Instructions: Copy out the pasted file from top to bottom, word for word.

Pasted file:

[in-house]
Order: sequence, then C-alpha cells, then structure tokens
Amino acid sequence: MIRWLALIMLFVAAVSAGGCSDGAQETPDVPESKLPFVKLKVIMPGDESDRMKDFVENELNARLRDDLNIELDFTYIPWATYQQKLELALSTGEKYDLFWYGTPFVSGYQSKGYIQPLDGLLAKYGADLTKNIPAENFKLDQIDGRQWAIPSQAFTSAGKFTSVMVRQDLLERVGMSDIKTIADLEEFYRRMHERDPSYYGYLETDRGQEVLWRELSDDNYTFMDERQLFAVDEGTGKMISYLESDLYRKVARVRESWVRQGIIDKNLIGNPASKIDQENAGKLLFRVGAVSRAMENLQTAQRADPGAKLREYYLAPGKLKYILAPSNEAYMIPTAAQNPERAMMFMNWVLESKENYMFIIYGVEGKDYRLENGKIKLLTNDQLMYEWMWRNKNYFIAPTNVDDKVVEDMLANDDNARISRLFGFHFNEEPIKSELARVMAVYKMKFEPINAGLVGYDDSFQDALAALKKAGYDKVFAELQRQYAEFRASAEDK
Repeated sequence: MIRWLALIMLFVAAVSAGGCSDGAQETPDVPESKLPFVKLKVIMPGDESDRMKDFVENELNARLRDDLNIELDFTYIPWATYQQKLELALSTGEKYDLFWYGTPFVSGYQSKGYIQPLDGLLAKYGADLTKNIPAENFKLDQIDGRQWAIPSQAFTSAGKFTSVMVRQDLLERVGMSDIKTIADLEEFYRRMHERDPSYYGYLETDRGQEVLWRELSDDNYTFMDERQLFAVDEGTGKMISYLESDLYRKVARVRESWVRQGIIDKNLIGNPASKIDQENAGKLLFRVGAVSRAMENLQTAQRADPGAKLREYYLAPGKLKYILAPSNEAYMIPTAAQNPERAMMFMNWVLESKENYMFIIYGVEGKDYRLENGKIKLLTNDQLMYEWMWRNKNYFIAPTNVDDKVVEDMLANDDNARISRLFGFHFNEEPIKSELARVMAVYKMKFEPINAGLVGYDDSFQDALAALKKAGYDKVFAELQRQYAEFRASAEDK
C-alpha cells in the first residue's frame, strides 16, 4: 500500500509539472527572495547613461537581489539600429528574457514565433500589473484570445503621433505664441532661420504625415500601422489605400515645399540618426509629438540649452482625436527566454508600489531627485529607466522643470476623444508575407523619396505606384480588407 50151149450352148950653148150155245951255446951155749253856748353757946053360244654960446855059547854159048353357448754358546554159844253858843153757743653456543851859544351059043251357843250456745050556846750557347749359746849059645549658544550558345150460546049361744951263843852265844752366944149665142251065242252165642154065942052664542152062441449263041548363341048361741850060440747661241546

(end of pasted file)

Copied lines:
[in-house]
Order: sequence, then C-alpha cells, then structure tokens
Amino acid sequence: MIRWLALIMLFVAAVSAGGCSDGAQETPDVPESKLPFVKLKVIMPGDESDRMKDFVENELNARLRDDLNIELDFTYIPWATYQQKLELALSTGEKYDLFWYGTPFVSGYQSKGYIQPLDGLLAKYGADLTKNIPAENFKLDQIDGRQWAIPSQAFTSAGKFTSVMVRQDLLERVGMSDIKTIADLEEFYRRMHERDPSYYGYLETDRGQEVLWRELSDDNYTFMDERQLFAVDEGTGKMISYLESDLYRKVARVRESWVRQGIIDKNLIGNPASKIDQENAGKLLFRVGAVSRAMENLQTAQRADPGAKLREYYLAPGKLKYILAPSNEAYMIPTAAQNPERAMMFMNWVLESKENYMFIIYGVEGKDYRLENGKIKLLTNDQLMYEWMWRNKNYFIAPTNVDDKVVEDMLANDDNARISRLFGFHFNEEPIKSELARVMAVYKMKFEPINAGLVGYDDSFQDALAALKKAGYDKVFAELQRQYAEFRASAEDK
Repeated sequence: MIRWLALIMLFVAAVSAGGCSDGAQETPDVPESKLPFVKLKVIMPGDESDRMKDFVENELNARLRDDLNIELDFTYIPWATYQQKLELALSTGEKYDLFWYGTPFVSGYQSKGYIQPLDGLLAKYGADLTKNIPAENFKLDQIDGRQWAIPSQAFTSAGKFTSVMVRQDLLERVGMSDIKTIADLEEFYRRMHERDPSYYGYLETDRGQEVLWRELSDDNYTFMDERQLFAVDEGTGKMISYLESDLYRKVARVRESWVRQGIIDKNLIGNPASKIDQENAGKLLFRVGAVSRAMENLQTAQRADPGAKLREYYLAPGKLKYILAPSNEAYMIPTAAQNPERAMMFMNWVLESKENYMFIIYGVEGKDYRLENGKIKLLTNDQLMYEWMWRNKNYFIAPTNVDDKVVEDMLANDDNARISRLFGFHFNEEPIKSELARVMAVYKMKFEPINAGLVGYDDSFQDALAALKKAGYDKVFAELQRQYAEFRASAEDK
C-alpha cells in the first residue's frame, strides 16, 4: 500500500509539472527572495547613461537581489539600429528574457514565433500589473484570445503621433505664441532661420504625415500601422489605400515645399540618426509629438540649452482625436527566454508600489531627485529607466522643470476623444508575407523619396505606384480588407 50151149450352148950653148150155245951255446951155749253856748353757946053360244654960446855059547854159048353357448754358546554159844253858843153757743653456543851859544351059043251357843250456745050556846750557347749359746849059645549658544550558345150460546049361744951263843852265844752366944149665142251065242252165642154065942052664542152062441449263041548363341048361741850060440747661241546